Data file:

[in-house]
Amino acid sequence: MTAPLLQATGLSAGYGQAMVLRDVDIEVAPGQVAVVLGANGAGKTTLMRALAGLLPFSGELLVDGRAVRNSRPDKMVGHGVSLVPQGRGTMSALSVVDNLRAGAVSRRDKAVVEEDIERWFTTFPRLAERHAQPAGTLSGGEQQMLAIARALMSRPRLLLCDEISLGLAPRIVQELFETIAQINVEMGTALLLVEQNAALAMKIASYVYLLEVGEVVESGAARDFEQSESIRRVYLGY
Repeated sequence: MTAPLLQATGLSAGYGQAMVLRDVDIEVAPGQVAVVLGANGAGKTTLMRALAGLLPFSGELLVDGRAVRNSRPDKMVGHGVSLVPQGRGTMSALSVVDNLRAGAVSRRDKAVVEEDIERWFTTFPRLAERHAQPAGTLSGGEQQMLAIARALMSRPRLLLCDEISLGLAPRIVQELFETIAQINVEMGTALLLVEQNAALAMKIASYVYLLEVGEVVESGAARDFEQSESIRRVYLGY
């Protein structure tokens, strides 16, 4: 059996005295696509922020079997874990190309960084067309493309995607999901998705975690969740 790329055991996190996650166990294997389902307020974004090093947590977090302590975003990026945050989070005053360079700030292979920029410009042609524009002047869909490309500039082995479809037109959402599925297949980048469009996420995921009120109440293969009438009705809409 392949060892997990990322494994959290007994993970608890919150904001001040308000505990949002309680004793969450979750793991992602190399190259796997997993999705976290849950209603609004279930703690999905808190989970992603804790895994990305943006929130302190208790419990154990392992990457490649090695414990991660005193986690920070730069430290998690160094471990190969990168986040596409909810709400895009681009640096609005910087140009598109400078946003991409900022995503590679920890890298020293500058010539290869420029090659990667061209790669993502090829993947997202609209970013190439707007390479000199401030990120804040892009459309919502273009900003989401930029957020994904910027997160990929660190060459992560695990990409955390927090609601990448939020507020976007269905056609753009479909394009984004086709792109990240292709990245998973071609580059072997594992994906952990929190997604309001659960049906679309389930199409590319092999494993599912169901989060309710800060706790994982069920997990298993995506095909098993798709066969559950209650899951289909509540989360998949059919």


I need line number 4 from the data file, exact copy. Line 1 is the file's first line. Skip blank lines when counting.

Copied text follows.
């Protein structure tokens, strides 16, 4: 059996005295696509922020079997874990190309960084067309493309995607999901998705975690969740 790329055991996190996650166990294997389902307020974004090093947590977090302590975003990026945050989070005053360079700030292979920029410009042609524009002047869909490309500039082995479809037109959402599925297949980048469009996420995921009120109440293969009438009705809409 392949060892997990990322494994959290007994993970608890919150904001001040308000505990949002309680004793969450979750793991992602190399190259796997997993999705976290849950209603609004279930703690999905808190989970992603804790895994990305943006929130302190208790419990154990392992990457490649090695414990991660005193986690920070730069430290998690160094471990190969990168986040596409909810709400895009681009640096609005910087140009598109400078946003991409900022995503590679920890890298020293500058010539290869420029090659990667061209790669993502090829993947997202609209970013190439707007390479000199401030990120804040892009459309919502273009900003989401930029957020994904910027997160990929660190060459992560695990990409955390927090609601990448939020507020976007269905056609753009479909394009984004086709792109990240292709990245998973071609580059072997594992994906952990929190997604309001659960049906679309389930199409590319092999494993599912169901989060309710800060706790994982069920997990298993995506095909098993798709066969559950209650899951289909509540989360998949059919």